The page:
Fiddler on the Roof

Airborne dancers during a scene from “Fiddler on the Roof,” now at Lyric Opera of Chicago.

Saturday night was unusual at Lyric Opera of Chicago. After opening its 68th season with Verdi’s “Ernani” eight days earlier, Lyric swerved sharply away from opera, introducing as its second production of the season the popular musical “Fiddler on the Roof.” 

With music by Jerry Bock, lyrics by Sheldon Harnick, book by Joseph Stein and based on stories written by Sholem Aleichem, “Fiddler”  premiered on Broadway in 1964 and has been a staple of musical theater ever since. The musical follows the story of milkman Tevye and his family eking out an existence in a Jewish shtetl called Anatevka in the early 20th century. The story concerns love, family and tradition. The first wins out in a big way, the second is sorely tested and the third takes a beating at every turn.

Most conspicuous to opera lovers and regular Lyric patrons was the fact that the evening was awash in microphones. Not long ago Lyric offered merch proudly proclaiming that its artists didn’t require mics, but in this “Fiddler” not only were principal singers amplified, but even occasionally sounds from the pit were too.

“Ernani” suffered from a lack of intimacy, even though the singing and the sets were grand and glorious, making it a lovely painting that sings. The actor-singers in “Fiddler” were superb at drawing us into their deeply personal moments, yet the amplification made it seem like a night at the movies, even if a glittering one, and not a rabbi’s mouse view where we actually feel we are there, spying on our neighbors. 

This production is the brainchild of Australian director Barrie Kosky, the creator of the bizarre production of “The Magic Flute” that appeared at Lyric last season. He has just completed 10 years as chief director of the Komische Oper Berlin, where this version of “Fiddler” debuted in 2017. In that same year, Kosky became the first Jewish director at the Bayreuth Festival, where he mounted Wagner’s “Die Meistersinger von Nürnberg.” Kosky’s great-grandfather left a village in Belarus rather like the fictional Anatevka, and in the program notes he makes this charming confession: “I’ve always had this slight fantasy that my great-grandfather was Tevye.” 

Set director Rufus Didwiszus has created a first act setting dominated by a huge stack of battered wooden furniture — tables, wardrobes and bureaus — jumbled into a sort of wall, putting you in mind of a thrift store backroom. Kosky sees this tableau of tables as a way of highlighting the way villagers were packed together in a small area. He inserts humor by having many entrances and exits through wardrobes, and he likes this idea so much that in the second act, which is a snowy outdoor expanse, there’s still a lone wardrobe incongruously sitting out in the open, much like Dr. Who’s Tardis, to bring folks into and out of the story. The lighting at times, however, is incredibly harsh, hurtful to your eyes and a big distraction from the storytelling.

Steven Skybell stars as Tevye, a man with a sharp-tongued wife and five daughters who insist on having their own ideas. Skybell is a fantastic actor who can create a carousing drunk one minute and turn around and then convince us he’s a thoughtful man speaking to God. Tevye’s gentle humor, family love and deeply held religious convictions shine throughout Skybell’s performance. He is an actor first, but with a solid singing voice. He shapes his sung lines in a way that is genuinely communicative if not always musically magical. Skybell has the stage presence and skill to hold your attention throughout the three-and-one-quarter hour performance.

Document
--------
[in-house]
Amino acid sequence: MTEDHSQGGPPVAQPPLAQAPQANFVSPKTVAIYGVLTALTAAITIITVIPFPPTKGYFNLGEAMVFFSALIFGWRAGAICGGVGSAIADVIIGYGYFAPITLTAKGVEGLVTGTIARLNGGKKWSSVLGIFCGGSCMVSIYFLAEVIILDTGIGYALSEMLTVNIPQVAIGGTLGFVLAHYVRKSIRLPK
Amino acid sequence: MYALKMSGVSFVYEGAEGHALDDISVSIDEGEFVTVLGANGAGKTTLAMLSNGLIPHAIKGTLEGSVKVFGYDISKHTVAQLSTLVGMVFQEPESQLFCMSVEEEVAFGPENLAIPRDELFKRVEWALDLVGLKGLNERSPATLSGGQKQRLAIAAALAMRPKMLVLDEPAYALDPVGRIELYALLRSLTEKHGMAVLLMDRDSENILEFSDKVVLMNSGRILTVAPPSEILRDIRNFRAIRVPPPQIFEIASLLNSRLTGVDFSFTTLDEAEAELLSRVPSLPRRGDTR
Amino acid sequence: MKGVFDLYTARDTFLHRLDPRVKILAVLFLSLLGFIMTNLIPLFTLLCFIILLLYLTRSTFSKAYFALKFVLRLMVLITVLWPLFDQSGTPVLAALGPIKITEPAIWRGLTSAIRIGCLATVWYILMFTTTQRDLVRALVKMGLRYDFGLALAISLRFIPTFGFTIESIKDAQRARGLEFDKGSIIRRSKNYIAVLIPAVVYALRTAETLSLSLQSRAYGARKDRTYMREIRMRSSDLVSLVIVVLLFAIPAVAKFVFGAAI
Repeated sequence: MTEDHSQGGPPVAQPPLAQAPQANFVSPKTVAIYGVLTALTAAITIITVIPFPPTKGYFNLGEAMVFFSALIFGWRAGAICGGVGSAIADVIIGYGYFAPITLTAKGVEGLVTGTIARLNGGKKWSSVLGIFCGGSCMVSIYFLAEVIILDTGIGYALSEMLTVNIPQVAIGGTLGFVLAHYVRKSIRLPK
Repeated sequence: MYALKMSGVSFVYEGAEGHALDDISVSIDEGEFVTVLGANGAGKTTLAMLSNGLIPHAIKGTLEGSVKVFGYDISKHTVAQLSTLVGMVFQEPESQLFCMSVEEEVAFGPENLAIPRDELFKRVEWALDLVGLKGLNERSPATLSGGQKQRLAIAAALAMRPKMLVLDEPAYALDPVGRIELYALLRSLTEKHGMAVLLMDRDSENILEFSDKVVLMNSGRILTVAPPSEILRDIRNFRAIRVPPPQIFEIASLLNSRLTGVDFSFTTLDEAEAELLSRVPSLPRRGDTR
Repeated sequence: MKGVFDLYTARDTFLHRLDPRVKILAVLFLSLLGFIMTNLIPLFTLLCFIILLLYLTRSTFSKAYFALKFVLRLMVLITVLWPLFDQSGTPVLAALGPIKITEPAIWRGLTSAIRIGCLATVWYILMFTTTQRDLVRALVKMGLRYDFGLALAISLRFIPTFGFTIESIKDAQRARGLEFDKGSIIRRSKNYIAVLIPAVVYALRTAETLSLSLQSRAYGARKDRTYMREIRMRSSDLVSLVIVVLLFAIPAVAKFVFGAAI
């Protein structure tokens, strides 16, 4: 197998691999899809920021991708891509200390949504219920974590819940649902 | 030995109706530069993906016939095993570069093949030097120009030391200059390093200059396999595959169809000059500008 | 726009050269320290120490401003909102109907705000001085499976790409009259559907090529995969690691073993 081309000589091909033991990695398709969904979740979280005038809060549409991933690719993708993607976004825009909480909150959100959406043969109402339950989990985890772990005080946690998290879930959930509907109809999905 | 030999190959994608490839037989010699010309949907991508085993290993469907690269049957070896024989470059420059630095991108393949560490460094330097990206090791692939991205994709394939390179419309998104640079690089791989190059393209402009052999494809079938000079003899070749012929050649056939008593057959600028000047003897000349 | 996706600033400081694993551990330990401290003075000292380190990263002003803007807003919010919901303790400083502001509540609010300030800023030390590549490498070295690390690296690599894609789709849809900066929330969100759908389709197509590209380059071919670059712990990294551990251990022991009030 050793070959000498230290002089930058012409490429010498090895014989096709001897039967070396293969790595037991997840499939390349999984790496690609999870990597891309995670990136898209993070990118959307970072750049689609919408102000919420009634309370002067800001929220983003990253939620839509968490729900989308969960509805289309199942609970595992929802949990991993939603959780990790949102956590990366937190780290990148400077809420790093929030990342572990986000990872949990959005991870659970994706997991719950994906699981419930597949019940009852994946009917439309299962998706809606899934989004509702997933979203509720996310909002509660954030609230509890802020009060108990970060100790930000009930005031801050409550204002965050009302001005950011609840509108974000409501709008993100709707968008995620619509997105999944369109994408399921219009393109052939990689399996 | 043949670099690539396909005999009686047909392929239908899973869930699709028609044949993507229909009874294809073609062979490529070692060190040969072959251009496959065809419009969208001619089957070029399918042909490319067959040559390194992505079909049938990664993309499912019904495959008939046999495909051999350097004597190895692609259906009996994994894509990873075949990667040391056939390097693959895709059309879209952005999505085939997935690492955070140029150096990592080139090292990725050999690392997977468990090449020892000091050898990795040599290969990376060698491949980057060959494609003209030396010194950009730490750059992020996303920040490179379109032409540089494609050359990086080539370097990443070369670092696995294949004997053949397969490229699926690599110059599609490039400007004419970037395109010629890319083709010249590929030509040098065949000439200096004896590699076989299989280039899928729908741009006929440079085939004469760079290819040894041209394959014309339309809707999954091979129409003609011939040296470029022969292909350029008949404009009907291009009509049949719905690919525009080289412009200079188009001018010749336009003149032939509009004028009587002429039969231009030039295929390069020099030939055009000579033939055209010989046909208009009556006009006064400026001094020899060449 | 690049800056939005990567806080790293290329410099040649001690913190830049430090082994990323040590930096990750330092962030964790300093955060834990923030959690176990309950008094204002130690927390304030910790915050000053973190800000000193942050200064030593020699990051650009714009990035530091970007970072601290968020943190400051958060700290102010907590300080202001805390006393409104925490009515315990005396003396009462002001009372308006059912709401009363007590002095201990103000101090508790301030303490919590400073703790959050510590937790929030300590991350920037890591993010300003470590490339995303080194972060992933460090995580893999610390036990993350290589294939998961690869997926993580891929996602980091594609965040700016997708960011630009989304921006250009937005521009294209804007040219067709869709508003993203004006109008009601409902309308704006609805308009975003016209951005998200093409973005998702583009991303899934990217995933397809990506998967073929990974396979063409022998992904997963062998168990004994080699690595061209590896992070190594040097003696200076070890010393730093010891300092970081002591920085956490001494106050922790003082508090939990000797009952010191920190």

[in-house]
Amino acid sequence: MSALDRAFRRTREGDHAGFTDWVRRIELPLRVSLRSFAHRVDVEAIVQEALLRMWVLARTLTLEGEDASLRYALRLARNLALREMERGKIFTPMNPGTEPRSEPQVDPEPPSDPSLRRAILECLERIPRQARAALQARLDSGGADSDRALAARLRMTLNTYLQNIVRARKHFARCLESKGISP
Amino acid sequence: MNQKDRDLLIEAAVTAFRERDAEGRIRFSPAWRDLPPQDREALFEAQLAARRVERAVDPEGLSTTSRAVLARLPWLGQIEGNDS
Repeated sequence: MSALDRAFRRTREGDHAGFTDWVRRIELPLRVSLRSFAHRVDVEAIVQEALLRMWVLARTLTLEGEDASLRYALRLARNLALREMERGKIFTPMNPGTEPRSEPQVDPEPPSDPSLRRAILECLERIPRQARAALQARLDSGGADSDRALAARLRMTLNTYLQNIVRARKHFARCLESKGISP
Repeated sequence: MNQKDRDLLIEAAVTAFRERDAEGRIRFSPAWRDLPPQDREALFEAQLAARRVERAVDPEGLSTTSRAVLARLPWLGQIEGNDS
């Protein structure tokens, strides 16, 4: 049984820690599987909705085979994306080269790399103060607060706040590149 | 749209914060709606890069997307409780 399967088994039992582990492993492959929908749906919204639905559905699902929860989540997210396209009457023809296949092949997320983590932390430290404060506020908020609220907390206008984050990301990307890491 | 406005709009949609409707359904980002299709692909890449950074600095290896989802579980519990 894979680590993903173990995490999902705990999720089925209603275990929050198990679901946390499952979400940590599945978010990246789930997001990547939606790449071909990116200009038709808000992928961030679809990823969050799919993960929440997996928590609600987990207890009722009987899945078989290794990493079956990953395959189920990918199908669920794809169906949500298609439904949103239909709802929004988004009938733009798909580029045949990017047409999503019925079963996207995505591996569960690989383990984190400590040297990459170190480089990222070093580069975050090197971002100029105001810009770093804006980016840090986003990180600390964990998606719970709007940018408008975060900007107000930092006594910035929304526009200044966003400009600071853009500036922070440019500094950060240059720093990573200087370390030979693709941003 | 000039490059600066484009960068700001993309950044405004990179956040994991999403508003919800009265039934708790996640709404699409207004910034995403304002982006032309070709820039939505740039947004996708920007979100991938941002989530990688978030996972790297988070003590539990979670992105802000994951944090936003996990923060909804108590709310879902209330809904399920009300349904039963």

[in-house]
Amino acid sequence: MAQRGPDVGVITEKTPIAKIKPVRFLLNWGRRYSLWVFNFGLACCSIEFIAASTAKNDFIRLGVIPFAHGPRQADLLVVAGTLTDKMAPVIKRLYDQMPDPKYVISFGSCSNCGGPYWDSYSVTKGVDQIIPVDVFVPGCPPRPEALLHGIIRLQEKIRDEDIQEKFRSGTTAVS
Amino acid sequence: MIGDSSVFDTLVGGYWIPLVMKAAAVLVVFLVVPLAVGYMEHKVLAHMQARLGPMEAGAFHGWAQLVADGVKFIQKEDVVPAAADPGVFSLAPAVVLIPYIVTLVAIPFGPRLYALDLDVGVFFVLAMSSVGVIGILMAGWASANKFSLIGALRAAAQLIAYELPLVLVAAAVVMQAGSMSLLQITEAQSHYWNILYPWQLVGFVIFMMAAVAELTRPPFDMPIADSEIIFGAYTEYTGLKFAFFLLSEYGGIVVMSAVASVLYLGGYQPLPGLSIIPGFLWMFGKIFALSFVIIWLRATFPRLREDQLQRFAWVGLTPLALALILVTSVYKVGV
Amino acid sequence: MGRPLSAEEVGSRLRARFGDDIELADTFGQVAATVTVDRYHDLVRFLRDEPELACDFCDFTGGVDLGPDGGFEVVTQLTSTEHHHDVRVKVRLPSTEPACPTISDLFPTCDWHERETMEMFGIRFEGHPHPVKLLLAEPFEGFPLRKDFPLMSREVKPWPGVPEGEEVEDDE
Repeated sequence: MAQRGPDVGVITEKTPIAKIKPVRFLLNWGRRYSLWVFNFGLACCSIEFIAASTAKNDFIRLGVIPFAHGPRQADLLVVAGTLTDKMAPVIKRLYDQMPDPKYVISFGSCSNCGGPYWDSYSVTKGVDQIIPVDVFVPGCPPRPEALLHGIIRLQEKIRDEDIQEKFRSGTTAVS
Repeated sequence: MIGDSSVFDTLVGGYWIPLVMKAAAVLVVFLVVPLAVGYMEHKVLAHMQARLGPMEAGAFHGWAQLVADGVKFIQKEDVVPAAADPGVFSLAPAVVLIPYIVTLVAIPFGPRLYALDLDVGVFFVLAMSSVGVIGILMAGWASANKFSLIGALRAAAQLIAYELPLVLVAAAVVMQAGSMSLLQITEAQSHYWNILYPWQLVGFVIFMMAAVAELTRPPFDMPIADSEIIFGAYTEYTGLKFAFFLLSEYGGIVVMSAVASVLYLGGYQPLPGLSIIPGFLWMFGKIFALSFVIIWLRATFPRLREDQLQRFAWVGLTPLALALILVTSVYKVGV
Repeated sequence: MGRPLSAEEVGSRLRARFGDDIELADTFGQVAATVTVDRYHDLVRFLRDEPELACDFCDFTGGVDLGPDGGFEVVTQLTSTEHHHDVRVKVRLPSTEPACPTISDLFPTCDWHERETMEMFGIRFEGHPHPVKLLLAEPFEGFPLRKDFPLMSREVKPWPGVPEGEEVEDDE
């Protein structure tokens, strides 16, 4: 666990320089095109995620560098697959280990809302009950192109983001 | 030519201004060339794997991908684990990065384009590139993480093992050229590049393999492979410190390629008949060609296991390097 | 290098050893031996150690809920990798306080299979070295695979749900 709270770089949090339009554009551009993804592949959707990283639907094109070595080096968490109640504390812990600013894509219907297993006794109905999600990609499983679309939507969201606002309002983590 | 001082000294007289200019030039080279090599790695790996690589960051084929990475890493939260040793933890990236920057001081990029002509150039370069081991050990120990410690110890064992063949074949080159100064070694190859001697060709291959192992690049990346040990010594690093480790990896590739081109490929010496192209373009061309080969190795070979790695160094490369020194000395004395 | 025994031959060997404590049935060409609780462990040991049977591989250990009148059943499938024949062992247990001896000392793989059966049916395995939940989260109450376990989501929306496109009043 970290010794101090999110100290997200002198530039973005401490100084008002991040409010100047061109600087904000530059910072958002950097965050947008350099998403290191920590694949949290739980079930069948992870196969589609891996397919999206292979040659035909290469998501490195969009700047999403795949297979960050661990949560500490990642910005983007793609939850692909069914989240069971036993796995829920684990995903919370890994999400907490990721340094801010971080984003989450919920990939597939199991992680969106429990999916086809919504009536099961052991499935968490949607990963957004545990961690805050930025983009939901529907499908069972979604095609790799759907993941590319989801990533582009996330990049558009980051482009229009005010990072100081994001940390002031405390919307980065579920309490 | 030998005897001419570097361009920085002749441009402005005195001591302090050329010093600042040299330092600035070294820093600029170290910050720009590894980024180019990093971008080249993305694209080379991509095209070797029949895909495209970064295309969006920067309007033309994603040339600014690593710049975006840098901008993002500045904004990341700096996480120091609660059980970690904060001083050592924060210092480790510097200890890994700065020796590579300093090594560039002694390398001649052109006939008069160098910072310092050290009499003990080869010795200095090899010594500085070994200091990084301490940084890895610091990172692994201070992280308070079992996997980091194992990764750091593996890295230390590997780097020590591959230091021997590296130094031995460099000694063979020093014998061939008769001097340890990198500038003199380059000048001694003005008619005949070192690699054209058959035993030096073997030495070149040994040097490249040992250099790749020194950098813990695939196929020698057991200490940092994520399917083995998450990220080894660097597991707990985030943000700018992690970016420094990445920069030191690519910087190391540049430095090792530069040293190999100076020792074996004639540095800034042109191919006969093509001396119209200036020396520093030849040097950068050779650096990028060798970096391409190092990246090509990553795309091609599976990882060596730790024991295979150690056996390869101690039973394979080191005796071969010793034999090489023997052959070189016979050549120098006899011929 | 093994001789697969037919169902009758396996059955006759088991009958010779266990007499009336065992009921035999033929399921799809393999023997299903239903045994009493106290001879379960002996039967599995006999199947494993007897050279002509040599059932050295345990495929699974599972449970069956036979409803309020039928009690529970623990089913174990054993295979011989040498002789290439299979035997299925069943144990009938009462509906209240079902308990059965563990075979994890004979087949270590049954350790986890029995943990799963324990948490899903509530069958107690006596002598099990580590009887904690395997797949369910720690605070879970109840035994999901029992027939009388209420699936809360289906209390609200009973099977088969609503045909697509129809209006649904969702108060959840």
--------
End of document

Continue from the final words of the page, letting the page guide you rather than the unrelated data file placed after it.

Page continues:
The rest of the cast are similarly powerful actors, including Debbie Gravitte as Tevye’s wife Golde, Lauren Marcus as Tzeitel, Austen Danielle Bohmer as Hodel and David Benoit as Lazar Wolf. The singing overall is generally effective, even if pitch imperfections, lack of tonal clarity and a tendency to let the joke lines sound musically broad make the music far less pretty than it could be. 

Drake Wunderlich makes his Lyric debut as the vocally silent title character. This local fifth grader plays the violin so well — sweet, tender, wistful — that at first I assumed a kid so young must surely be merely acting as if he’s the violinist. But he’s the real thing and a young talent to follow.

Kosky’s “Fiddler” is less sentimental than most, and is no less convincing for that. But there are a few times when emotion genuinely seems lacking. For example, when Hodel (Austen Danielle Bohmer) explains to her father why she must go to Siberia to be with the man she loves, she sings in a natural and direct fashion, yet the one thing not present was the passion of the moment. It’s the difference between being interviewed by Judy Woodruff or Oprah Winfrey. Both will be illuminating, but only one is likely to produce emotional power.

The Lyric Opera Chorus added zest throughout with stellar singing that raised the musical quality of the performance considerably. The dancing was top-notch, with joyful moves that were visually stunning and dramatically potent. Conductor Kimberly Grigsby made her Lyric debut offering buoyant sound from the pit. Notable was the mellifluous clarinet that in klezmer fashion made music that embodies human emotion and expressiveness. Yet with amplification of the singers, the orchestra was pushed deeper into the auditory background than it should have been. 

The Anatevka of “Fiddler on the Roof” is an imaginary place in Ukraine. The current war and attendant migration for survival proves yet again that while this musical may speak to pre-revolutionary circumstances in Russia, it also speaks to us today, no matter who or where we are.

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